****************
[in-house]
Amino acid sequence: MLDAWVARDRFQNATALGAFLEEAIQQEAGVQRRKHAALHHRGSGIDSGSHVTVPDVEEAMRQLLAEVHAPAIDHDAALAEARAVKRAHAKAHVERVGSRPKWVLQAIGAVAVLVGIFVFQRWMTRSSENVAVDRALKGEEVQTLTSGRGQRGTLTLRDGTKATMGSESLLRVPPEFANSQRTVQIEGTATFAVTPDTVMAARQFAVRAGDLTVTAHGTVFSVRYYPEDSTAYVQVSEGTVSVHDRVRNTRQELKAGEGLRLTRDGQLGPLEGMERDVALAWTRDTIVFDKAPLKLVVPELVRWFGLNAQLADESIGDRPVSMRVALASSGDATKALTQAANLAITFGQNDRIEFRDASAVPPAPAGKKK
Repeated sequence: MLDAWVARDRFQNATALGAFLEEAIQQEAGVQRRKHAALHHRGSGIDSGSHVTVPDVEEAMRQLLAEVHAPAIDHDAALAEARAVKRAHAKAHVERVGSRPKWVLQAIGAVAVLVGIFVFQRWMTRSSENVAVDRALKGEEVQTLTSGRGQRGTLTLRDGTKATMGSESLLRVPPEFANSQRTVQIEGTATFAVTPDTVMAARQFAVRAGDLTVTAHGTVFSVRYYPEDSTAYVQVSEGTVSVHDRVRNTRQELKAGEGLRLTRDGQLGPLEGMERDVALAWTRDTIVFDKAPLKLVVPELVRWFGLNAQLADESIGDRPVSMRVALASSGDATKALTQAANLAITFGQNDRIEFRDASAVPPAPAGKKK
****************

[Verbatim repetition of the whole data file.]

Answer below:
[in-house]
Amino acid sequence: MLDAWVARDRFQNATALGAFLEEAIQQEAGVQRRKHAALHHRGSGIDSGSHVTVPDVEEAMRQLLAEVHAPAIDHDAALAEARAVKRAHAKAHVERVGSRPKWVLQAIGAVAVLVGIFVFQRWMTRSSENVAVDRALKGEEVQTLTSGRGQRGTLTLRDGTKATMGSESLLRVPPEFANSQRTVQIEGTATFAVTPDTVMAARQFAVRAGDLTVTAHGTVFSVRYYPEDSTAYVQVSEGTVSVHDRVRNTRQELKAGEGLRLTRDGQLGPLEGMERDVALAWTRDTIVFDKAPLKLVVPELVRWFGLNAQLADESIGDRPVSMRVALASSGDATKALTQAANLAITFGQNDRIEFRDASAVPPAPAGKKK
Repeated sequence: MLDAWVARDRFQNATALGAFLEEAIQQEAGVQRRKHAALHHRGSGIDSGSHVTVPDVEEAMRQLLAEVHAPAIDHDAALAEARAVKRAHAKAHVERVGSRPKWVLQAIGAVAVLVGIFVFQRWMTRSSENVAVDRALKGEEVQTLTSGRGQRGTLTLRDGTKATMGSESLLRVPPEFANSQRTVQIEGTATFAVTPDTVMAARQFAVRAGDLTVTAHGTVFSVRYYPEDSTAYVQVSEGTVSVHDRVRNTRQELKAGEGLRLTRDGQLGPLEGMERDVALAWTRDTIVFDKAPLKLVVPELVRWFGLNAQLADESIGDRPVSMRVALASSGDATKALTQAANLAITFGQNDRIEFRDASAVPPAPAGKKK